Cybercrime costs the Australian economy $1 billion per year. In 2019 alone, the ACCC has already received 2,229 phishing scam reports, with women losing more money than men to phishing scams, and Victorians losing more money than their compatriots north of the border.
The Notifiable Data Breaches scheme that came into effect a year ago has truly uncovered the impact phishing scams are having on Australian businesses and private citizens. According to the most recent Quarterly Statistics Report, the majority of cyber incidents are caused by phishing. From October to December 2018, 262 data breaches were reported, of which 64 percent were criminal or malicious attacks, and more than two-thirds of those (68 percent) were phishing scams, malware or ransomware, brute-force attacks, compromised or stolen credentials, and social engineering or impersonation.
Phishing began with a scatter-gun approach of generic, poorly formatted emails with obvious spelling errors sent to millions of people with the expectation of a low percentage of hits. This approach has now evolved into high-quality, convincing emails combined with targeted campaigns designed to exploit a select few higher-value targets. This type of targeting is usually founded on intelligence mined from social networks, news and through social engineering.
Nationwide email scams still occur and manage to lure people in due to the increased sophistication of the method. A notable recent attack in Australia occurred in January 2019, and involved a convincing email from an energy provider encouraging customers to view their bill online.
This email used the same colour scheme, branding and format of real communications from the energy provider. With over a million customers nationwide, even if only 10 per cent of those contacted fell for the scam, it would cause a significant amount of damage to repair – not to mention damage to a brand’s reputation.
How to get out of hot water
The first line of defence needs to be technology that filters email to reduce the volume of attacks getting through. However, no technological solution is 100 percent effective.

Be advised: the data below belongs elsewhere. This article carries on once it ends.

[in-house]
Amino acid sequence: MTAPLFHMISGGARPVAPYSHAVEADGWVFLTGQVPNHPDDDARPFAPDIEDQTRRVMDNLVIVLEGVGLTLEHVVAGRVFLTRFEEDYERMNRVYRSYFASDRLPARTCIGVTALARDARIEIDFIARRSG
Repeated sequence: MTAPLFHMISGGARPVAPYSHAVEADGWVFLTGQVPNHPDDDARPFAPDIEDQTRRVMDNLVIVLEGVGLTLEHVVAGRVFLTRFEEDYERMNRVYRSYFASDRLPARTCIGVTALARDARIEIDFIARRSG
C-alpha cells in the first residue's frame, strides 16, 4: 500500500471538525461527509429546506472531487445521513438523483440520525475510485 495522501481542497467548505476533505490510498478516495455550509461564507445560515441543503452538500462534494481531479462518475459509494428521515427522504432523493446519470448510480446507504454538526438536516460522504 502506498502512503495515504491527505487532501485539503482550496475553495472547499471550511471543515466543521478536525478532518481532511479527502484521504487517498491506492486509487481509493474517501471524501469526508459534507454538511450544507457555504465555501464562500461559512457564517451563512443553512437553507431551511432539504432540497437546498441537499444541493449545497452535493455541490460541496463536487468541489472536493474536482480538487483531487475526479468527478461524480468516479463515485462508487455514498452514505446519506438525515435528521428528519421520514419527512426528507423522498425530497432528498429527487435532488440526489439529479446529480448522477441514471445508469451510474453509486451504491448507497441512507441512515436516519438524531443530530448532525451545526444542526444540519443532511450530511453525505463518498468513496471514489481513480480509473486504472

Security awareness training is another key element in a business’s defence strategy. With 55 percent of workers not being able to remember security training, the security community has quite rightly called its effectiveness into question.
More effective approaches focus on contextual awareness and simulated attacks by the security team acting as an adversary, in a ‘red team’ fashion to test awareness and identify staff who need further training and incident response preparedness.
With our clients, we’ve seen the greatest success using a combination of methods to turn staff into a human firewall, from gamified security awareness training to simulated attacks. It all depends on the context of the organisation so no one-size-fits-all approach exists.
The weakest links
Malicious actors know that people are the weakest link. We are overloaded, prone to making mistakes and easier to trick; that’s why phishing continues to be the most popular and effective way to get into a network and systems.
Technology can be leveraged to mitigate some of the impact of us being tricked and making mistakes. Email threat protection such as provided Microsoft’s Office 365 Advanced Threat Protection (ATP), screens emails for malicious content preventing them from being delivered in the first instance. Should a zero-day attack occur another layer of protection exists. Safelinks and Safe Attachments both protect against unknown malware/viruses and link scanning in real-time.
The higher licenses of ATP also provide a framework and capability for the security team to operate simulated attacks to test employees’ performance.
A combination of regular training to spot malicious emails, thorough attack simulation or awareness training and technical controls can help reduce the phishing problem and will go a long way to making our workplaces safe and secure.